Would teenagers do better in their exams if they could sleep in and start school later in the day?
Can physical fitness improve academic achievement?
Will teaching the same lesson multiple times over with breaks between sessions improve learning?
Can computer games teach children to read?
These questions above are part of a multi-million-pound research project, funded by the Wellcome Trust (who kindly funded the graduate education of yours truly!) and the Education Endowment Foundation (EEF), to investigate a variety of ways neuroscience might improve teaching and learning in the UK.
Using neuroscience to inform education
Thousands of pupils across England will take part in a series of randomised controlled trials to provide more robust evidence about how neuroscience relates to learning. It’s hoped that by funding large-scale controlled trials that a significant body of neuroscience evidence that can be used by teachers and schools to improve attainment, especially for disadvantaged pupils.
Dr Hilary Leevers, Head of Education and Learning at the Wellcome Trust, said:
“Our growing understanding of how the brain acquires and processes information has great potential to improve teaching and learning. We know that many teachers are keen to try new approaches based on neuroscience; however, we have so far lacked evidence about what will actually be beneficial to their students. We are delighted to be able to support an exciting range of projects that will test the benefits of educational approaches informed by neuroscience and help to build the evidence base on how to improve educational outcomes.”
Edit: For an excellent summary of neuro-myths in the classroom check out this recent article in The Guardian: ‘Brain baloney has no place in the classroom’
Teensleep – the project
One of the funded projects is Teensleep. The project came about because there is growing evidence that teenagers’ academic attainment is hampered by a lack of sleep.
Adolescent circadian rhythms (the body clock that manages the cycle of sleep and wakefulness) are delayed by approximately two hours compared to adults’, so current school start times often force teenagers to wake up and learn while they’re still sleepy. Teenagers’ biological predisposition for delayed sleep is exacerbated by more relaxed societal attitudes regarding bedtimes, and perhaps by 24/7 access to social media and abnormal light exposure that comes from a range of electrical devices (fodder for another blog post there!). Try and find a teenager who is happy to switch off all devices and head to bed early.
Teensleep will aim to address these problems by training teachers to deliver sleep education lessons, and assisting schools to move their start times to 10am (if the evidence shows this is what is effective).
There is strong evidence from trials in the USA that later school start times can have a positive impact on academic attainment, behaviour and health. There have been several UK pilots of later school start times, which suggest that the approach is feasible, but this will be the first large randomised controlled trial in UK schools. If the proposed interventions are found to be effective, then the evidence will exist to support the introduction of both later start times and the sleep education programmes across UK schools.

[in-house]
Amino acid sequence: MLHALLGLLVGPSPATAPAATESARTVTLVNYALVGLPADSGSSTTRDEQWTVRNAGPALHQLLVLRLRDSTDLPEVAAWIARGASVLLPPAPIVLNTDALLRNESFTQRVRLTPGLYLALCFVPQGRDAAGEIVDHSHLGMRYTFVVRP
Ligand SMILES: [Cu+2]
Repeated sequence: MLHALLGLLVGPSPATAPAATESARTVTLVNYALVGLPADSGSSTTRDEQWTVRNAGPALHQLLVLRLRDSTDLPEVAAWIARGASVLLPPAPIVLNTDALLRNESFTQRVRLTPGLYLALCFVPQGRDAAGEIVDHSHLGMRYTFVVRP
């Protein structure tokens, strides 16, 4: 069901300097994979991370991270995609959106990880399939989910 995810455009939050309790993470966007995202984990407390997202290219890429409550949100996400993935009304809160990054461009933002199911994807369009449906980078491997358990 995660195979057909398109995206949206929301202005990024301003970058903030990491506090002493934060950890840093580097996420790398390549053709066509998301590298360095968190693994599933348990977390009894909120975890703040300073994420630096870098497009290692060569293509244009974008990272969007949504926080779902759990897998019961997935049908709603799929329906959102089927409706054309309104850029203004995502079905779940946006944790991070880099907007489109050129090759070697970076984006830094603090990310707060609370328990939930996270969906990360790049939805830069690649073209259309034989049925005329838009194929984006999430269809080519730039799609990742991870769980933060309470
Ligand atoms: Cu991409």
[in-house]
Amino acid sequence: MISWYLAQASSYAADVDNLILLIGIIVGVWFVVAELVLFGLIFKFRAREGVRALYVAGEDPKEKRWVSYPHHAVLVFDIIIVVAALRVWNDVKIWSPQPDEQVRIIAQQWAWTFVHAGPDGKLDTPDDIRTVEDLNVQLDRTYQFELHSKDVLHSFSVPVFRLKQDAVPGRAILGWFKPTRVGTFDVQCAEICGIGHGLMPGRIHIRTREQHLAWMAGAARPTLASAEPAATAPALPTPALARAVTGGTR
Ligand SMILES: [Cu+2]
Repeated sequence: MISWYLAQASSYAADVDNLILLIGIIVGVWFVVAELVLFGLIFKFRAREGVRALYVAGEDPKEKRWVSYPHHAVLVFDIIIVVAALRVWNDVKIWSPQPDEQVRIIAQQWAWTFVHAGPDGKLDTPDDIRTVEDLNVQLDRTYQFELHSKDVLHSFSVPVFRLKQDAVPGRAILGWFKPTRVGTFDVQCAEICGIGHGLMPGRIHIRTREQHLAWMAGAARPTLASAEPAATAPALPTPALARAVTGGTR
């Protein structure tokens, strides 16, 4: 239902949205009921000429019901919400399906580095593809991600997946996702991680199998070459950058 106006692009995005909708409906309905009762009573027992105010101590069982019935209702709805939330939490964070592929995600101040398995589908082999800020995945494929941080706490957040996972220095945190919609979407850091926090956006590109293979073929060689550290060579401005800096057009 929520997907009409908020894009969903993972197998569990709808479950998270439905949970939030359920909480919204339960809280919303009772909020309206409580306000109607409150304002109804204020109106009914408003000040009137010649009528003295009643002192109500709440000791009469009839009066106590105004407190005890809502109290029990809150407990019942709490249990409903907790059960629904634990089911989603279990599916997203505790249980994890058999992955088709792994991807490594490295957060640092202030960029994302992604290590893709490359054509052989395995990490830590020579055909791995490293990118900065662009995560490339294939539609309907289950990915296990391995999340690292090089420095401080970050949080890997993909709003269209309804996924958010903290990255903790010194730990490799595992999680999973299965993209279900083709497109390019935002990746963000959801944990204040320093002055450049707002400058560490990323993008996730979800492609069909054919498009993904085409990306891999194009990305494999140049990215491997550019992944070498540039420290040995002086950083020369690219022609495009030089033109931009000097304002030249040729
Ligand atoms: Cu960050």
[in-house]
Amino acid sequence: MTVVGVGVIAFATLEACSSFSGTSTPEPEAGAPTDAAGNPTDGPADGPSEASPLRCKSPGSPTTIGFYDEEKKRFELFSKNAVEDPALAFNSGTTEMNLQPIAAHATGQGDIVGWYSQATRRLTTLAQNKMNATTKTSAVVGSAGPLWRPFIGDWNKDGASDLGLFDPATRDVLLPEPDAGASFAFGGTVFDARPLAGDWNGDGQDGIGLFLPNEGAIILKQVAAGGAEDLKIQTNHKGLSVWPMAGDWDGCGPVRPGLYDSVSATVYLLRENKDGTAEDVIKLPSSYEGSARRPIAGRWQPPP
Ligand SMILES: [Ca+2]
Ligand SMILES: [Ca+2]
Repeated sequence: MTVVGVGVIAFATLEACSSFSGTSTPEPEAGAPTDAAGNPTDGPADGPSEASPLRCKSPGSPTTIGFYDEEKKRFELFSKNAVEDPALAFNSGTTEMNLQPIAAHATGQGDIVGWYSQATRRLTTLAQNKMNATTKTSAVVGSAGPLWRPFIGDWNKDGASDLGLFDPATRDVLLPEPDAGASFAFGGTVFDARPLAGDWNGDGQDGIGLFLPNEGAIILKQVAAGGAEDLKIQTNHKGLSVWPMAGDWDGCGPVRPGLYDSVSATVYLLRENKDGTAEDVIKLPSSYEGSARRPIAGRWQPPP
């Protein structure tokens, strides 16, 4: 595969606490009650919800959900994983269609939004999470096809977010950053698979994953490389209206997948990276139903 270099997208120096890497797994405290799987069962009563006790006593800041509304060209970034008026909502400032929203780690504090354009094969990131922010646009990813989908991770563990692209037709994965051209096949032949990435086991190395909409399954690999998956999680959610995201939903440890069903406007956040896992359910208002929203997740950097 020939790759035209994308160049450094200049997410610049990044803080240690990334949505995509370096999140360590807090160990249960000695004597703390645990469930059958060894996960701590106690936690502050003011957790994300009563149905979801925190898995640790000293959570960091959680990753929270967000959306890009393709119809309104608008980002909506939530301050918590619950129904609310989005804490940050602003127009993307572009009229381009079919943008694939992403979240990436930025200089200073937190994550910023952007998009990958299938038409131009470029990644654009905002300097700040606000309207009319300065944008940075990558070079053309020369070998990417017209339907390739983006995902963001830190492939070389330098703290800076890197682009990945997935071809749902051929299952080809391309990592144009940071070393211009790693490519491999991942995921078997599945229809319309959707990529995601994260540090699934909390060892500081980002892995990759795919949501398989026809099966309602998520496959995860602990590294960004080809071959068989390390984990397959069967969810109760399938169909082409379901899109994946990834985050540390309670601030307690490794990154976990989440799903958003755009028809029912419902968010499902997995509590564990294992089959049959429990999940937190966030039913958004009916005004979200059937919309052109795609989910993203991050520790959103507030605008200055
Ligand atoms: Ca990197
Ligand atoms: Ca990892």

Results are due in September 2018!
Other EEF funded projects include:
Learning counterintuitive concepts: a study from Birkbeck, University of London, and the Institute of Education, led by Professor Denis Mareschal, aims to test the benefit of training pupils to suspend their pre-existing beliefs when solving mathematical or scientific questions, for example correcting the seemingly logical notion that a heavy object will fall faster than a light one.
Fit to study: Professor Heidi Johansen-Berg from the University of Oxford will lead a study to look at the effect of medium to high cardiovascular activity on academic attainment, using brain imaging to investigate the correlation between them.
Spaced learning: a trial on the effectiveness of repetition and spaced learning, a method of teaching that delivers a unit of work three times interspersed with alternative activities. This will be led by Alastair Gittner from the Hallam Teaching School Alliance in partnership with Stocksbridge High School.
Engaging the brain’s reward system: Dr Paul Howard Jones will be leading a team from Bristol University and Manchester Metropolitan University on a project to examine the effect of uncertain reward on attainment. It is proposed that an element of chance in the anticipation of a reward is highly engaging and will help people learn – an interesting contrast to the traditional emphasis on consistency when using rewards and incentives in education.
GraphoGame Rime: Professor Usha Goswami, Director of the Centre for Neuroscience in Education, will lead a project that will look at how developing phonological awareness through ‘rhyme analogy’, using the GraphoGame Rime computer game, can affect how children learn to read.
Do you have a teenager? Do you think they’d benefit from a 10am school start time?
The post Should teenagers sleep in and start school later in the day? appeared first on Your Brain Health.
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